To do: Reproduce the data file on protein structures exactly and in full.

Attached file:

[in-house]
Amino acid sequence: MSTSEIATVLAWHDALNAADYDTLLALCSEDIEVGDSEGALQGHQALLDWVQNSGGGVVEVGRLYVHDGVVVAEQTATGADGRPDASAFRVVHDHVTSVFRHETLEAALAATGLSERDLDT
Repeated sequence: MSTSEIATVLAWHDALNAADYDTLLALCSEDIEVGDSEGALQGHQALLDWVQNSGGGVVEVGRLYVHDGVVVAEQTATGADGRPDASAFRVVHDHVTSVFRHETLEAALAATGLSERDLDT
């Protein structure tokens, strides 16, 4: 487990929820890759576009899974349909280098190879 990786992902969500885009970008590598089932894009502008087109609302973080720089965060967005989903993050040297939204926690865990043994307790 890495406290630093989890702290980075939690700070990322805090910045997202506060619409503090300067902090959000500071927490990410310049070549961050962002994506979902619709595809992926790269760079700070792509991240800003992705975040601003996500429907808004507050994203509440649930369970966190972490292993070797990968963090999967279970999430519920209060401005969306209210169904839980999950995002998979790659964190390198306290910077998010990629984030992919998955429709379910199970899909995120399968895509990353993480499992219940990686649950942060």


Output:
[in-house]
Amino acid sequence: MSTSEIATVLAWHDALNAADYDTLLALCSEDIEVGDSEGALQGHQALLDWVQNSGGGVVEVGRLYVHDGVVVAEQTATGADGRPDASAFRVVHDHVTSVFRHETLEAALAATGLSERDLDT
Repeated sequence: MSTSEIATVLAWHDALNAADYDTLLALCSEDIEVGDSEGALQGHQALLDWVQNSGGGVVEVGRLYVHDGVVVAEQTATGADGRPDASAFRVVHDHVTSVFRHETLEAALAATGLSERDLDT
């Protein structure tokens, strides 16, 4: 487990929820890759576009899974349909280098190879 990786992902969500885009970008590598089932894009502008087109609302973080720089965060967005989903993050040297939204926690865990043994307790 890495406290630093989890702290980075939690700070990322805090910045997202506060619409503090300067902090959000500071927490990410310049070549961050962002994506979902619709595809992926790269760079700070792509991240800003992705975040601003996500429907808004507050994203509440649930369970966190972490292993070797990968963090999967279970999430519920209060401005969306209210169904839980999950995002998979790659964190390198306290910077998010990629984030992919998955429709379910199970899909995120399968895509990353993480499992219940990686649950942060």